24 Killed, 45 Injured in Bombings and Shootings Across Iraq

By Mary Beth Sheridan and Qais Mizher
Washington Post Staff Writers
Saturday, October 11, 2008

BAGHDAD, Oct. 10 -- A car bomb exploded in a market in southern Baghdad late Friday afternoon, killing at least 14 people and prompting an outburst of sectarian rioting, according to police and witnesses.

The attack was one of numerous bombings and shootings around the country in which 24 people were killed and 45 injured. They illustrated the tenuousness of the security situation in Iraq, where violence has fallen to four-year lows in recent months but political and sectarian divisions can quickly lead to bloodshed.

The bomb in a red Daewoo sedan blew up in the Abu Dsheer neighborhood, a Shiite enclave in the largely Sunni area of Dora, according to Iraqi security officials. The district had been a hotbed of insurgency before U.S. troops engaged in major combat there last year during the buildup of forces.

The U.S. military now considers parts of Dora safe enough to begin removing the giant blast barriers installed around the city as part of its counterinsurgency strategy to control the population and forestall attacks.

But the melee that broke out Friday afternoon showed how easily ethnic tensions can flare.

The bomb blew up about 4:30 as shoppers were crowding the outdoor market, officials said. As residents began removing the bodies, national police arrived from a largely Sunni unit recently assigned to the area, witnesses said. The officers began firing their rifles in the air, apparently to clear away bystanders, they added.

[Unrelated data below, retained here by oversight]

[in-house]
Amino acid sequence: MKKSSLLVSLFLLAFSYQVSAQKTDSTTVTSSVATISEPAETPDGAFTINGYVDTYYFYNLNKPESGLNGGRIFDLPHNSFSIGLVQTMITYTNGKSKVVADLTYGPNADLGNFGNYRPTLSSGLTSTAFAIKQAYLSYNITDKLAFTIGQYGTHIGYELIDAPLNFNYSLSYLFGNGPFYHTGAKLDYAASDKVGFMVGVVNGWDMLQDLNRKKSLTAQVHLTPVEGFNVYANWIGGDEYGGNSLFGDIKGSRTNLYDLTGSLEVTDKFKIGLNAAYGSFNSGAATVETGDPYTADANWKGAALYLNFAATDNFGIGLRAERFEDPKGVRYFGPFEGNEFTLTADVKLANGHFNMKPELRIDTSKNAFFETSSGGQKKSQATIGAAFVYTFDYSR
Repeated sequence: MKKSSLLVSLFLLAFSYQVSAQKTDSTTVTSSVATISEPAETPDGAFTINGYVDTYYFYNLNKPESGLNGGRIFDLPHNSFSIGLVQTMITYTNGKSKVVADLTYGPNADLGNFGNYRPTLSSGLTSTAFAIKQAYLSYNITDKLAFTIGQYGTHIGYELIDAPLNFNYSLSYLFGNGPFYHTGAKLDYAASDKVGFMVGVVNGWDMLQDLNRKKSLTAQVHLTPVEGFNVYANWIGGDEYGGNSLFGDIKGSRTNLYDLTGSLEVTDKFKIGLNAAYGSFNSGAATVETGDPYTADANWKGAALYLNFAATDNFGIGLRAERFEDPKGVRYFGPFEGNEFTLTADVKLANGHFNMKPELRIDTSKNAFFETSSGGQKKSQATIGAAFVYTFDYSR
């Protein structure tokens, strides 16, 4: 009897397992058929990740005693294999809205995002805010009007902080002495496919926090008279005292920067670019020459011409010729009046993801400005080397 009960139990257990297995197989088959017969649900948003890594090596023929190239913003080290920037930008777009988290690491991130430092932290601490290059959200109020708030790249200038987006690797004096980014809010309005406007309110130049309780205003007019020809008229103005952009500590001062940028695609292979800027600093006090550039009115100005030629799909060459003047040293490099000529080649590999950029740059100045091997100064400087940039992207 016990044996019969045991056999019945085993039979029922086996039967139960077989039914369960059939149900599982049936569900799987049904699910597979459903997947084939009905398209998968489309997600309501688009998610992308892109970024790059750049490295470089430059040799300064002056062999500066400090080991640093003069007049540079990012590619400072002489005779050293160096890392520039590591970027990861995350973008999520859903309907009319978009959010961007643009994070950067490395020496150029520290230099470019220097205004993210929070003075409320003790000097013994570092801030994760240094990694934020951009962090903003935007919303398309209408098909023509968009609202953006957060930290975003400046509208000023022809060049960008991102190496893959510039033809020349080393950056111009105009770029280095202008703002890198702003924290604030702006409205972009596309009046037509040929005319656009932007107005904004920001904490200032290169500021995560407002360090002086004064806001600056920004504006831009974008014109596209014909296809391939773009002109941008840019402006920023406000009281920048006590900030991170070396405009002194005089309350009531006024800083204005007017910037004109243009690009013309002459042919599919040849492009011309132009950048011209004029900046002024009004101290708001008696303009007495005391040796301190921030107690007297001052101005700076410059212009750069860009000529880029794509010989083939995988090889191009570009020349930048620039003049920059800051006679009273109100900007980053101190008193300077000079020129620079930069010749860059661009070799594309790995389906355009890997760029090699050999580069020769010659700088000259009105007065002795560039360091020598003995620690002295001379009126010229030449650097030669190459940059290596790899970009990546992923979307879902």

Residents began hurling bricks at the police and setting tires ablaze, sending columns of black smoke into the air, according to the witnesses. Some protesters yelled slogans against Iraq's Shiite-led government and in support of Moqtada al-Sadr, a firebrand Shiite cleric known for his anti-American rhetoric, they said.

"The people were accusing them [police] of not protecting the neighborhood, and helping the insurgents," said a college student from the neighborhood, Hassan al-Obeidi.

Three of the demonstrators were wounded by bullets, according to witnesses. U.S. military and Iraqi security forces cordoned off the area with armored vehicles, warning residents to stay inside, as American helicopters swept overhead.

Conflict between Sunnis and Shiites raged in central Iraq from 2005 to 2007, even as insurgents from both groups targeted U.S. forces. The violence has plummeted in recent months thanks to U.S. counterinsurgency efforts, a cease-fire declared by Sadr, and the decision of largely Sunni armed groups to switch allegiances and become U.S. allies.

But smoldering resentment remains.

On Friday morning, hundreds of people took part in a funeral procession in Baghdad's sprawling Sadr City slum for a member of parliament from Sadr's bloc who was targeted in a bombing a day earlier. U.S. authorities in Iraq condemned the killing, which they attributed to unidentified Shiite extremists.

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